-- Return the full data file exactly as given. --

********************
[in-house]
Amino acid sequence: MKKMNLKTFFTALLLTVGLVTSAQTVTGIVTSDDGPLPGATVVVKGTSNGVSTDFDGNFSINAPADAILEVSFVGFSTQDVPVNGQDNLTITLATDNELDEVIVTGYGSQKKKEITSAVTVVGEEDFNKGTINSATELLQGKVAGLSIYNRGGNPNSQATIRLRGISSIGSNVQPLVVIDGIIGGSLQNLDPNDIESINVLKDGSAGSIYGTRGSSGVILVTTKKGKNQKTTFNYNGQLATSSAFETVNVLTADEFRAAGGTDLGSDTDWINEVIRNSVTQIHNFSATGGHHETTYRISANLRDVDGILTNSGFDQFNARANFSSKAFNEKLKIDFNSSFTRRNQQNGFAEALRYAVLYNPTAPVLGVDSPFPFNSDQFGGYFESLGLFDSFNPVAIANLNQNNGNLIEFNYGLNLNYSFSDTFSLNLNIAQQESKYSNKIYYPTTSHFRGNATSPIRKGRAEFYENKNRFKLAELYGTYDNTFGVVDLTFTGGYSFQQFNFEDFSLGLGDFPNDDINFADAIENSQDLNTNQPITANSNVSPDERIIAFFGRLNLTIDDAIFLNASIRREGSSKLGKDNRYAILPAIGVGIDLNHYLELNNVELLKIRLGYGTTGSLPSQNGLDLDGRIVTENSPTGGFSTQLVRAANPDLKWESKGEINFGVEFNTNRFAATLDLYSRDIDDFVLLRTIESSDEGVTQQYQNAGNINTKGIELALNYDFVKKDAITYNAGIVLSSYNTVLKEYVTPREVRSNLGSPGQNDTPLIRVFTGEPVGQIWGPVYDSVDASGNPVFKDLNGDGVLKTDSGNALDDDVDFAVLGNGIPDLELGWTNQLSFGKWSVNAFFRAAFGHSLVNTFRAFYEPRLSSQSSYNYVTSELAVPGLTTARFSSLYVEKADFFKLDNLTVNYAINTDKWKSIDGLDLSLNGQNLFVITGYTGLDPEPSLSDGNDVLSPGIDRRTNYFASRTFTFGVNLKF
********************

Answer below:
[in-house]
Amino acid sequence: MKKMNLKTFFTALLLTVGLVTSAQTVTGIVTSDDGPLPGATVVVKGTSNGVSTDFDGNFSINAPADAILEVSFVGFSTQDVPVNGQDNLTITLATDNELDEVIVTGYGSQKKKEITSAVTVVGEEDFNKGTINSATELLQGKVAGLSIYNRGGNPNSQATIRLRGISSIGSNVQPLVVIDGIIGGSLQNLDPNDIESINVLKDGSAGSIYGTRGSSGVILVTTKKGKNQKTTFNYNGQLATSSAFETVNVLTADEFRAAGGTDLGSDTDWINEVIRNSVTQIHNFSATGGHHETTYRISANLRDVDGILTNSGFDQFNARANFSSKAFNEKLKIDFNSSFTRRNQQNGFAEALRYAVLYNPTAPVLGVDSPFPFNSDQFGGYFESLGLFDSFNPVAIANLNQNNGNLIEFNYGLNLNYSFSDTFSLNLNIAQQESKYSNKIYYPTTSHFRGNATSPIRKGRAEFYENKNRFKLAELYGTYDNTFGVVDLTFTGGYSFQQFNFEDFSLGLGDFPNDDINFADAIENSQDLNTNQPITANSNVSPDERIIAFFGRLNLTIDDAIFLNASIRREGSSKLGKDNRYAILPAIGVGIDLNHYLELNNVELLKIRLGYGTTGSLPSQNGLDLDGRIVTENSPTGGFSTQLVRAANPDLKWESKGEINFGVEFNTNRFAATLDLYSRDIDDFVLLRTIESSDEGVTQQYQNAGNINTKGIELALNYDFVKKDAITYNAGIVLSSYNTVLKEYVTPREVRSNLGSPGQNDTPLIRVFTGEPVGQIWGPVYDSVDASGNPVFKDLNGDGVLKTDSGNALDDDVDFAVLGNGIPDLELGWTNQLSFGKWSVNAFFRAAFGHSLVNTFRAFYEPRLSSQSSYNYVTSELAVPGLTTARFSSLYVEKADFFKLDNLTVNYAINTDKWKSIDGLDLSLNGQNLFVITGYTGLDPEPSLSDGNDVLSPGIDRRTNYFASRTFTFGVNLKF